What I find most amusing about this, is that the image above looks just like my daughter's evil cat, who would like nothing more than to blow up the entire world... ending all life as we know it.
Imagine if Coca-Cola charged you money to watch a commercial for their product, in addition to charging you for the product itself. It sounds kind of crazy, doesn't it? Would you willingly pay to watch the commercial? Probably not. But in a case like this it is obvious which is the product and which is the ad.
We are being bombarded with advertising every day. In most cases, it's not hard to recognize an ad when you see one, as being an ad. But there are areas where we have been fooled and can't tell the product from the ad. This is because the creator of the product hasn't properly and clearly defined exactly what his product is.
Take music, for example. It's not quite as obvious which is which, and you could be buying the ad as well as the product.
An artist releases and album and then goes on tour playing concerts, which are live performances of that album. One of them is an ad, and the other is the product. Only, unless the artists defines which is which, you really can't tell. What is worse is that unless you know which is which, you will be duped into paying to experience the advertising.
There are artists that have clearly defined which is the product and which is the ad. There are plenty of artists that will give concerts with free admission and sell CD's afterwards. The show is the ad, the CD is the product. (I am referring to the artists that are not hired to perform concerts and receive no compensation for their live performance.)
Then there are artists that will send you a free CD if you add your name & address to their mailing list...or they offer free downloads of their album on their website. But if you want to hear them play live, it will cost you the price of a ticket. In this case, the album is the ad, the show is the product.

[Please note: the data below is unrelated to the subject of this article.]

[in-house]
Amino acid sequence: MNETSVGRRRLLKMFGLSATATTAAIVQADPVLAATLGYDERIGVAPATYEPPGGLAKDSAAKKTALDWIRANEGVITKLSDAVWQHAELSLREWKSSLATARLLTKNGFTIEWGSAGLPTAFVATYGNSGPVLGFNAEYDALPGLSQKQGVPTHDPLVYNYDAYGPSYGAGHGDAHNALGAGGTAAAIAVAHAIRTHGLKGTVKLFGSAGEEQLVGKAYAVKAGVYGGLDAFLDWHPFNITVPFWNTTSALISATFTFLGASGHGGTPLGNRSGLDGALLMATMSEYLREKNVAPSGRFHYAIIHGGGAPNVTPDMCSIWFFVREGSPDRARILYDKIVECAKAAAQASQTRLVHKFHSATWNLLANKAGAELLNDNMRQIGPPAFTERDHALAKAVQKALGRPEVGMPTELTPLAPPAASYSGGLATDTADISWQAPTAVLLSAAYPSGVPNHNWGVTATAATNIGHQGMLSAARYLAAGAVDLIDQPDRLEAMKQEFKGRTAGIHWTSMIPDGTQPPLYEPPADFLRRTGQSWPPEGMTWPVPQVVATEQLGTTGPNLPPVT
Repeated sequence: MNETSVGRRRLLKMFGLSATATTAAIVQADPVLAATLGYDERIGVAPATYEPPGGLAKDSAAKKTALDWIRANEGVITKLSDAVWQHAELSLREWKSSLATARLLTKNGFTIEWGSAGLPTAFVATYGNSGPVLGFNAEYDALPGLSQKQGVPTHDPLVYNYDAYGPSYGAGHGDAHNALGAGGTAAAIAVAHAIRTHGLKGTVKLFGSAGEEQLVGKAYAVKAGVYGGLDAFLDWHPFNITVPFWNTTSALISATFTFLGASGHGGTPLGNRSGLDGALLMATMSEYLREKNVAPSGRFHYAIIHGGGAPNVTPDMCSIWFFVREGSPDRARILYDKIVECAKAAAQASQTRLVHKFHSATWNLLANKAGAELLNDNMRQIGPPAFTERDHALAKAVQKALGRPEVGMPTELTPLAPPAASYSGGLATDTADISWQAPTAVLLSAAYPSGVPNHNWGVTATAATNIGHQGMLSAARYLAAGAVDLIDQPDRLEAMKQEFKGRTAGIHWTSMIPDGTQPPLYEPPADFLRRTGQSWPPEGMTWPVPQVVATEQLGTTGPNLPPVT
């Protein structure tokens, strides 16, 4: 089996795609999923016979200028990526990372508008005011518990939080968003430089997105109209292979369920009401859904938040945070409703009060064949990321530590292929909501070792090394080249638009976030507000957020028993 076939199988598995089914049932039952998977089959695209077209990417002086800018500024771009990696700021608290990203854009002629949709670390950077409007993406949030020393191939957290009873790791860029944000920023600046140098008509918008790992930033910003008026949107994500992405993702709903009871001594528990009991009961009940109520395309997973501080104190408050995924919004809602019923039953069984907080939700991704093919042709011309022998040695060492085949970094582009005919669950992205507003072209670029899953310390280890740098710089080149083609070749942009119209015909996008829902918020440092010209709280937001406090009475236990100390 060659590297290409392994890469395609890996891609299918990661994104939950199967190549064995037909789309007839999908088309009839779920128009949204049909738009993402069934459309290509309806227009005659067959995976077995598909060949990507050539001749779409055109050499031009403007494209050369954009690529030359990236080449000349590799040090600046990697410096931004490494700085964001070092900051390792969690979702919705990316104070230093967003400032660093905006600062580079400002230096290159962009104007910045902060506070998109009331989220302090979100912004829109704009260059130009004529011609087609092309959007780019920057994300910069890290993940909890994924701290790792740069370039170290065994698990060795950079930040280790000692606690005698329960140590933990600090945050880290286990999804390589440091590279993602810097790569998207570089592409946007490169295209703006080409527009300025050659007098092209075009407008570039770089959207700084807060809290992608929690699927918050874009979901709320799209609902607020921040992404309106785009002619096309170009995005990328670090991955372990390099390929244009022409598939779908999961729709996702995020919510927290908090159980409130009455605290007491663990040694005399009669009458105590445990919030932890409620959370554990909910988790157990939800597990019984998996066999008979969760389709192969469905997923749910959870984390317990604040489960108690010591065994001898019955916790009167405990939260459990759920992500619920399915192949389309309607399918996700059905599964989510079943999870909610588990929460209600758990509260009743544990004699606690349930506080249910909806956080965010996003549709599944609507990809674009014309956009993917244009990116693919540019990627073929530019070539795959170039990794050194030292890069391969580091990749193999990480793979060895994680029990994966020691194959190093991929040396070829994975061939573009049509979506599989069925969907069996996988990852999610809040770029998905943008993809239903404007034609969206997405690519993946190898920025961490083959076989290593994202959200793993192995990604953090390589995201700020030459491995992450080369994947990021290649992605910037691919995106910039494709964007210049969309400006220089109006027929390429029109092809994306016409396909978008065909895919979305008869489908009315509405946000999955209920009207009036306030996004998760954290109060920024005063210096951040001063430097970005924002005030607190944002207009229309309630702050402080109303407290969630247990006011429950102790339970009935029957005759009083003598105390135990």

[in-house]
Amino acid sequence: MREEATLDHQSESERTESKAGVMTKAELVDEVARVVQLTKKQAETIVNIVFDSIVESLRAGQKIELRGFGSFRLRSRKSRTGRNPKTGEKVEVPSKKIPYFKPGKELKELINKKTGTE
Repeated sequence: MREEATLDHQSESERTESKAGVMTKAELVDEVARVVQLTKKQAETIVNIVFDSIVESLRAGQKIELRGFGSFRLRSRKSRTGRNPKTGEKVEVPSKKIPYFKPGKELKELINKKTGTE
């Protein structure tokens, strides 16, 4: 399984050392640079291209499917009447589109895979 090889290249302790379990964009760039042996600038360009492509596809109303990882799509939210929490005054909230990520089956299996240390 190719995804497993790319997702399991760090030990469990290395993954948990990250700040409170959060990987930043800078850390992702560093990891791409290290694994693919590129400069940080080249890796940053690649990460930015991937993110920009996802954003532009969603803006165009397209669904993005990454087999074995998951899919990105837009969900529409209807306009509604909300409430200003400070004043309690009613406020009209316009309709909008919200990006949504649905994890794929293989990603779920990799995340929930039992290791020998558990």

But what about the artists that charge you for both? Is the artist releasing the album to promote the concerts, in the hope that by listening to their CD that you will buy a ticket to a show? Or is the artist playing concerts in the hopes that if you hear them play that you will buy their CD? They need to make up their minds and let us know which is the product and then stop charging us for the advertising.
This problem isn't limited to music. There are other types of creative content production where this exists, as well. There are authors that charge for books...and then charge for public appearances, too. Is the 'guru' advertising his seminars with his book or are his seminars an ad for the book he wrote? It's not always easy to tell.
For the majority of authors, the book is the product. They don't make their living from public appearances. They know this and they don't charge for you to hear them speak, nor are they hired to talk about their book. They have defined the book as the product.
But in the cases where the line is blurred, you are being tricked into paying for the ad. Motivational speakers/authors are the most guilty when it comes to charging the consumer for advertising. You buy the book and then pay to hear them preach at you for an hour or two. Or you pay to hear them speak, and then buy the book. Somewhere in there you have bought an ad. Again, the real product hasn't been revealed to you, so you can't tell which is which.
This is just a little food for thought. Something for you to think about the next time you are in line waiting to buy a book, album, or ticket to a concert or seminar.